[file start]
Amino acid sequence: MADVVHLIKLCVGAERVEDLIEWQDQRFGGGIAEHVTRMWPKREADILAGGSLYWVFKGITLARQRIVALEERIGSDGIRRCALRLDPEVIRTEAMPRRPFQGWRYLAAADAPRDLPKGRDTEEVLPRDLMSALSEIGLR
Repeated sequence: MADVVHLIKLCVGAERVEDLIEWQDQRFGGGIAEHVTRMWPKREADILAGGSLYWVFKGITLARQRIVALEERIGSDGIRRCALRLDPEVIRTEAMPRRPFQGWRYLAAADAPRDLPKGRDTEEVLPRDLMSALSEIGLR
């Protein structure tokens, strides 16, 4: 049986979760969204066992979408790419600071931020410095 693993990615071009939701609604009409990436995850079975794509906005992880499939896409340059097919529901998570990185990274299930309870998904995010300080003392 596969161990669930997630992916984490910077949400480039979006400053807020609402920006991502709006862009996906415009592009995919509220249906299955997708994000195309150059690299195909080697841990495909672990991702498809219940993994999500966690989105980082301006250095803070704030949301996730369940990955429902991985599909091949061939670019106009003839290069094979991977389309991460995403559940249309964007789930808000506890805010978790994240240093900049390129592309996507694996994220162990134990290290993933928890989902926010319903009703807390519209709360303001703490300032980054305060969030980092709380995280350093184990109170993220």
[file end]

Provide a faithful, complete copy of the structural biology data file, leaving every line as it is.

Amino acid sequence: MADVVHLIKLCVGAERVEDLIEWQDQRFGGGIAEHVTRMWPKREADILAGGSLYWVFKGITLARQRIVALEERIGSDGIRRCALRLDPEVIRTEAMPRRPFQGWRYLAAADAPRDLPKGRDTEEVLPRDLMSALSEIGLR
Repeated sequence: MADVVHLIKLCVGAERVEDLIEWQDQRFGGGIAEHVTRMWPKREADILAGGSLYWVFKGITLARQRIVALEERIGSDGIRRCALRLDPEVIRTEAMPRRPFQGWRYLAAADAPRDLPKGRDTEEVLPRDLMSALSEIGLR
């Protein structure tokens, strides 16, 4: 049986979760969204066992979408790419600071931020410095 693993990615071009939701609604009409990436995850079975794509906005992880499939896409340059097919529901998570990185990274299930309870998904995010300080003392 596969161990669930997630992916984490910077949400480039979006400053807020609402920006991502709006862009996906415009592009995919509220249906299955997708994000195309150059690299195909080697841990495909672990991702498809219940993994999500966690989105980082301006250095803070704030949301996730369940990955429902991985599909091949061939670019106009003839290069094979991977389309991460995403559940249309964007789930808000506890805010978790994240240093900049390129592309996507694996994220162990134990290290993933928890989902926010319903009703807390519209709360303001703490300032980054305060969030980092709380995280350093184990109170993220």